• The event helped to reinforce their existing thinking about new ways of working in the accounting and finance profession. A number of participants commented that the event had given them increased confidence in what they are already doing in their daily job.
  • Other participants felt inspired; it was a reminder of other people’s mindsets, and it challenged any reluctance to make changes to improve sustainability practices and reflexive adoption of new technologies.
Image of someone taking part in Lisa Frankiln's mushroom workshop

At a timely and critical juncture in managing global capitalisms, the initial success of this project has led the transdisciplinary research team to commit to: the acceleration of integrative forms of thinking, measurement and value within accounting and finance practice; continued development of interdisciplinary approaches within business and management, social science, and practice-research; and to organise similar future events aimed at fostering creativity, values, and imagination that drive positive change in business and the business leaders of tomorrow, ultimately creating a more prosperous, healthy, sustainable, and secure future for society. The work continues with our accounting body partners and the final report will be issued in January 2024. Stay tuned!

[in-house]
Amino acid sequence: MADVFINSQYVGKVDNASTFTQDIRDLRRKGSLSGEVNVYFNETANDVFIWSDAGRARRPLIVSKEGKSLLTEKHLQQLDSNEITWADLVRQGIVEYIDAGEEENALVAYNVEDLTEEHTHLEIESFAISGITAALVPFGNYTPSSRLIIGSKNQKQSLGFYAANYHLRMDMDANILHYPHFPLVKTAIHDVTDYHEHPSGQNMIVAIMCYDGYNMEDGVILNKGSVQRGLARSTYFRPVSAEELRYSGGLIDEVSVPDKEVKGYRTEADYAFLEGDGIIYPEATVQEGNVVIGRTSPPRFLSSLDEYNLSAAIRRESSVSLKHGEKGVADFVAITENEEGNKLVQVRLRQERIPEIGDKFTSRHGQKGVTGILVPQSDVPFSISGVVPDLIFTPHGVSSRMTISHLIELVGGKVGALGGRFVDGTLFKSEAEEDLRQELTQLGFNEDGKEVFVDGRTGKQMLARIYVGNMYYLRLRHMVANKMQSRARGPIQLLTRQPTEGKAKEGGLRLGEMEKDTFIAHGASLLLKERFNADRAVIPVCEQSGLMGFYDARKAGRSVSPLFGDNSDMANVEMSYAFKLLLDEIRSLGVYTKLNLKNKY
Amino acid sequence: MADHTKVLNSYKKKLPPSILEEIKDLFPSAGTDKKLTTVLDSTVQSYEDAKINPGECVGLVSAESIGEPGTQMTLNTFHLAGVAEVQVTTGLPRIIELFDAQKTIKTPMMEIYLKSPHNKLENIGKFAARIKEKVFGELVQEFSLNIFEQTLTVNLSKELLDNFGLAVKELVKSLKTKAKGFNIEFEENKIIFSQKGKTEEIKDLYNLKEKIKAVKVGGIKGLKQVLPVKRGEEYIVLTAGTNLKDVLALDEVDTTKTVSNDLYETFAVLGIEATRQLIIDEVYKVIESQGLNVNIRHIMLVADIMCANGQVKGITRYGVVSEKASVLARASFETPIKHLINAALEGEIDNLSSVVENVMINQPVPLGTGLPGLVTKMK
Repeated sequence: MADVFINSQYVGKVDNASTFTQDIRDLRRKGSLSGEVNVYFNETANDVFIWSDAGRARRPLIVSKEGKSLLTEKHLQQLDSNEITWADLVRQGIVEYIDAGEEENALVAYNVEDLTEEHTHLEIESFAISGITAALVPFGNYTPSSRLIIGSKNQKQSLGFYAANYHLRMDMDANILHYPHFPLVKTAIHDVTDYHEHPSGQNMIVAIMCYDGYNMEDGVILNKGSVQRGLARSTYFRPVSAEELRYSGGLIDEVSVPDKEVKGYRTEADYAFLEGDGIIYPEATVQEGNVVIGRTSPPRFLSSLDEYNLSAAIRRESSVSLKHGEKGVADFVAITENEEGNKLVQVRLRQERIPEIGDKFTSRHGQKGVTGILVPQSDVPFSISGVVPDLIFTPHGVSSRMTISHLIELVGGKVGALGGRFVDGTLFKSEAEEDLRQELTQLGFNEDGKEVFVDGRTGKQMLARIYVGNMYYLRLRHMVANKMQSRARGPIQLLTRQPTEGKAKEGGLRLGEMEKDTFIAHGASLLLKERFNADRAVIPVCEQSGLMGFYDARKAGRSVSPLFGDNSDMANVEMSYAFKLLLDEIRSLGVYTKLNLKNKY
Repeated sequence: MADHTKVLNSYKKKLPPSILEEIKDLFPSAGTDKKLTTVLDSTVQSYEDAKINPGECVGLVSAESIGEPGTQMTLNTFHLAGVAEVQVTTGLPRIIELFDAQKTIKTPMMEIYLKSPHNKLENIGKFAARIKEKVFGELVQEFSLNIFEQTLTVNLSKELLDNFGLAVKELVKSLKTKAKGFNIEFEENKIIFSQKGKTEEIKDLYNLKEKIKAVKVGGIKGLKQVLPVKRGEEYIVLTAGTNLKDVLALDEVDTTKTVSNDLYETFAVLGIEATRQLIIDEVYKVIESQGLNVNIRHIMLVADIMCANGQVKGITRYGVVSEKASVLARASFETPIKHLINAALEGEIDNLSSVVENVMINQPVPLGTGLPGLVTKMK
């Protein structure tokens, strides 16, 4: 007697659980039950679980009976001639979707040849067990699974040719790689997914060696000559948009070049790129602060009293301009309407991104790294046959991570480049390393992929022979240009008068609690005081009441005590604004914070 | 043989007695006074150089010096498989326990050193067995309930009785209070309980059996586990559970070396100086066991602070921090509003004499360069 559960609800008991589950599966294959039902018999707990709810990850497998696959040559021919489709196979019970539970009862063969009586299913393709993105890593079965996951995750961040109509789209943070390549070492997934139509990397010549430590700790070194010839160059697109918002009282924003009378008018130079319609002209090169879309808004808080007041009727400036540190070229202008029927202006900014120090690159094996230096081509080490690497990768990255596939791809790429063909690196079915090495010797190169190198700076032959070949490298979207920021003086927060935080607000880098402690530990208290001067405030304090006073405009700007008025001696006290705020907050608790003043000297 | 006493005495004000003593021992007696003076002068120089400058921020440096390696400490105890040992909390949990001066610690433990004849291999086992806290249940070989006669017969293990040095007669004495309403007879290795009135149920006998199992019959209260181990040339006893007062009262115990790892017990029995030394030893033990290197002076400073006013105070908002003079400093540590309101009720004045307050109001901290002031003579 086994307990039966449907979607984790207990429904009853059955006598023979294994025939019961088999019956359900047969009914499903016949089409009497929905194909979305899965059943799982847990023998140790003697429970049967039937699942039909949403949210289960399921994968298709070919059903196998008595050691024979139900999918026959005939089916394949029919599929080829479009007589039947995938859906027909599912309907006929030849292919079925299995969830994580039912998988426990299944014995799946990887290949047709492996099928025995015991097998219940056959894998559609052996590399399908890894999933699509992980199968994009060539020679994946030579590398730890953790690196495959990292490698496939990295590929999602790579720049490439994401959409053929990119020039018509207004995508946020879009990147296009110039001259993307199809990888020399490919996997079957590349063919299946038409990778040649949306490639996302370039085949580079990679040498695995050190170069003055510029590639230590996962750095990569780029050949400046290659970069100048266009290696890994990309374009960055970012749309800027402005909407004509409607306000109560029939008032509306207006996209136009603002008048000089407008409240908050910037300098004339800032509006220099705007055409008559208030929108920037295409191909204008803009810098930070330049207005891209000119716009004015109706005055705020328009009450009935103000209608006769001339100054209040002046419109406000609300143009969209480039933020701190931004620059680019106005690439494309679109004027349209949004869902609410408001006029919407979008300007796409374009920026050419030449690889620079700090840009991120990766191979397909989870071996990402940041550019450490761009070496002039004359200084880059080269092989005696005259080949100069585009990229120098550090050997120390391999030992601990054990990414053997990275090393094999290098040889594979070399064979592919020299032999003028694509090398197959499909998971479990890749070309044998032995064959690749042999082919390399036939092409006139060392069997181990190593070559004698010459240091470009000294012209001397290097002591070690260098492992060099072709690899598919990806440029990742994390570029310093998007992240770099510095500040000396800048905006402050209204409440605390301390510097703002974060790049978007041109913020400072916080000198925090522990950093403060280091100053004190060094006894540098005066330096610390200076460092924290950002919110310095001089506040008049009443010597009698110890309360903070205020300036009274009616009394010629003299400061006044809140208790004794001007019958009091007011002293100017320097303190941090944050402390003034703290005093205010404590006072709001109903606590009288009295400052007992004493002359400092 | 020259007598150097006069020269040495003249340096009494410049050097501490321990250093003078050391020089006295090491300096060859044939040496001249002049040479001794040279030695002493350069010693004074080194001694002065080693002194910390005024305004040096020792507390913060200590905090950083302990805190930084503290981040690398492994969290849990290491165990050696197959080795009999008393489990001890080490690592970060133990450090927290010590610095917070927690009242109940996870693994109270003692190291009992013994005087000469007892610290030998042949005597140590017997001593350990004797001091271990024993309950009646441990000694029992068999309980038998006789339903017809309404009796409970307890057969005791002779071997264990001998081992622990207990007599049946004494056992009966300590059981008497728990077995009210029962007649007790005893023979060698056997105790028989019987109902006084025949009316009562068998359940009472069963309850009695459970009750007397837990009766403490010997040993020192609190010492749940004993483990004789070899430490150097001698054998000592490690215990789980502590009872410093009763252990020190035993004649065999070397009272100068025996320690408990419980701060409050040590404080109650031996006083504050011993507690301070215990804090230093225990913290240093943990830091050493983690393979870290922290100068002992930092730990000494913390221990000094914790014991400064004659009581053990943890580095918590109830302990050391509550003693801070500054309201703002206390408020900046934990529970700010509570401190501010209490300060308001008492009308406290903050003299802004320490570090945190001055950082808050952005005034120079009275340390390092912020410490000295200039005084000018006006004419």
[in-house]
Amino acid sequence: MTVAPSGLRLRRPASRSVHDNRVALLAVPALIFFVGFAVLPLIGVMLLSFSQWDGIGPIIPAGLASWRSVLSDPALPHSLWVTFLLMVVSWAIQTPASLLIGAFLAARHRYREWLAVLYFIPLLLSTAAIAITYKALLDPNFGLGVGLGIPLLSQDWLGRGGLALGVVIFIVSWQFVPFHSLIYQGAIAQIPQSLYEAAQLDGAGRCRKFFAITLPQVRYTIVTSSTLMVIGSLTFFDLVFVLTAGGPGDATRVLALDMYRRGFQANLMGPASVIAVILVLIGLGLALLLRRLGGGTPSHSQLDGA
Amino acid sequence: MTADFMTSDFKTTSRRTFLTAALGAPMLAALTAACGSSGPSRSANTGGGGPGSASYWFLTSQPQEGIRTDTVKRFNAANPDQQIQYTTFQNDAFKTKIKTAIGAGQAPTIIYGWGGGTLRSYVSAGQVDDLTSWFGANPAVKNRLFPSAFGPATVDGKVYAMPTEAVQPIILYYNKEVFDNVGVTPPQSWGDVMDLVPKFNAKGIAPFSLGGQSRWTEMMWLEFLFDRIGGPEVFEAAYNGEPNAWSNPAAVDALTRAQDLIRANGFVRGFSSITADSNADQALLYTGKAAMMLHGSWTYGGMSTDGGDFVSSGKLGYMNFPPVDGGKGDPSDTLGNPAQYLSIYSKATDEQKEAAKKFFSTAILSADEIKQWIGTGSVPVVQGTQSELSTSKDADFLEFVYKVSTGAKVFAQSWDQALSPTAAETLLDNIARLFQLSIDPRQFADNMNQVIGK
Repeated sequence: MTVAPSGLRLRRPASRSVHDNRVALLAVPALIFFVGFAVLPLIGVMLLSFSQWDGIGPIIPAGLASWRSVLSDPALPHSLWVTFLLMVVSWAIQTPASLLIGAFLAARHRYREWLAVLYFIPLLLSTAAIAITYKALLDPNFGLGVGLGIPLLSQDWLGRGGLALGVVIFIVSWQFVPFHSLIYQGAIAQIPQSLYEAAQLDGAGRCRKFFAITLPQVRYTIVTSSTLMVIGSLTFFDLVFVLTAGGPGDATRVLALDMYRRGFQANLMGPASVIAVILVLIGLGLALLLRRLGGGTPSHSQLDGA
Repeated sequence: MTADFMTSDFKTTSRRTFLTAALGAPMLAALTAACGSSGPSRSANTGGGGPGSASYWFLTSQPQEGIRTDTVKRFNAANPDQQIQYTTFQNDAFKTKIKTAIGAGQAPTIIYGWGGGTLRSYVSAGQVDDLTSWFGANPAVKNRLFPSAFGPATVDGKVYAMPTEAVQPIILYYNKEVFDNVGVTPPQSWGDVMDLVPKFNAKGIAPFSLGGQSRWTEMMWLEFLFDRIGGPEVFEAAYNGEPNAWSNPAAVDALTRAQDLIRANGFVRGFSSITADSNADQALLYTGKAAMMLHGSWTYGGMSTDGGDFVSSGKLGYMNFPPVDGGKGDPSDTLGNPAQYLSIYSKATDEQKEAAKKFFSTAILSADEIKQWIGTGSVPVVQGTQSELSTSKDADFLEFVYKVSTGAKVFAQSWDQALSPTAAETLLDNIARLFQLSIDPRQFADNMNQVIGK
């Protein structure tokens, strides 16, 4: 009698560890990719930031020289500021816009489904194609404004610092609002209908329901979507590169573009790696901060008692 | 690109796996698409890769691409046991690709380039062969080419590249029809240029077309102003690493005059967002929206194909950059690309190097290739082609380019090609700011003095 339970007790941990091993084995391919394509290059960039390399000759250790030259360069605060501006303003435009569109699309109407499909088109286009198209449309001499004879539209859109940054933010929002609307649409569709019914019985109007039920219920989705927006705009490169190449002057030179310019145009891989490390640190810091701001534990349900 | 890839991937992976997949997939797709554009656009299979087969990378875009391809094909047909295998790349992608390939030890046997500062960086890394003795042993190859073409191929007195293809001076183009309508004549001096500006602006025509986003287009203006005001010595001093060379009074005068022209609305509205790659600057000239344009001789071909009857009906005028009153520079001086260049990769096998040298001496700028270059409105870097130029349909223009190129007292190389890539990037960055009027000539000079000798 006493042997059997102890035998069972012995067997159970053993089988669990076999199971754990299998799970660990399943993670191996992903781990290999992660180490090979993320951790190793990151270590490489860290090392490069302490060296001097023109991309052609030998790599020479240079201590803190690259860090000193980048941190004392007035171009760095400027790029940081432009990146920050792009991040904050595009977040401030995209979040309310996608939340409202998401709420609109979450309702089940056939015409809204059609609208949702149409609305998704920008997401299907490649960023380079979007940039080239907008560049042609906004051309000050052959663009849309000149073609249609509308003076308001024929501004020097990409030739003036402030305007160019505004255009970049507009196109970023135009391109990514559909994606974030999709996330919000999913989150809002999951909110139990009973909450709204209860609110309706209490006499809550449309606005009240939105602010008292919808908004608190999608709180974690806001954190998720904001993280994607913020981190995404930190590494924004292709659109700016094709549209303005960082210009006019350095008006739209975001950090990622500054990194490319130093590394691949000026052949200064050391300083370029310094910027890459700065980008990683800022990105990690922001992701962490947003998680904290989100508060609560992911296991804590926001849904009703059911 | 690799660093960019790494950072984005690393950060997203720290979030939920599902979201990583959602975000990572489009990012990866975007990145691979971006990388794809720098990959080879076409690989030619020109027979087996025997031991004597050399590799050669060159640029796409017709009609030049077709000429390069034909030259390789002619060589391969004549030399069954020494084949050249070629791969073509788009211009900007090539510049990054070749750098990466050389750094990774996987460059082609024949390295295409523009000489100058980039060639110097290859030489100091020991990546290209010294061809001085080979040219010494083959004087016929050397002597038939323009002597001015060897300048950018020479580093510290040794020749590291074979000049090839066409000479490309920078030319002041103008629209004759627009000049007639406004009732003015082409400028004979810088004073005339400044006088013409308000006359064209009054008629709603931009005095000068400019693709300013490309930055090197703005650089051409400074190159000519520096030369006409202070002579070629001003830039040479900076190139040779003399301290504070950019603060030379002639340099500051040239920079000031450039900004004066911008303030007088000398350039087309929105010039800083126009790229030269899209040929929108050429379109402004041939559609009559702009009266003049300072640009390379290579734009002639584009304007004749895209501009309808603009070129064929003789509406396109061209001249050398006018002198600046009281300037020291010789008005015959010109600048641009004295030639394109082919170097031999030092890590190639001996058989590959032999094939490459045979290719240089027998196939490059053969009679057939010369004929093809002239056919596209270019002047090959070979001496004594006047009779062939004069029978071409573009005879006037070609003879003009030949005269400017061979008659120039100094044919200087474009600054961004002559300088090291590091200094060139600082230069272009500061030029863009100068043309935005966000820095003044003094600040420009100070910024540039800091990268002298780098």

This project has been funded by Coventry University’s Quality-related Research Funding (QR) and the Arts and Humanities Research Council. The research team comprises Dr Alessandro Merendino, Professor Maureen Meadows, Professor Nick Henry and Professor Scott Delahunta (Coventry University), with Professor Nick McGuigan (Monash University, Australia). We are grateful to Talking Birds, Lisa Franklin, Camille Aubry and the accounting bodies ICAEW, ACCA and CIMA.

Through understanding the impact of organisations’ activities, behaviours and policies, the Centre for Business in Society at Coventry University seeks to promote responsibility, to change behaviours, and to achieve better outcomes for economies, societies and the individual.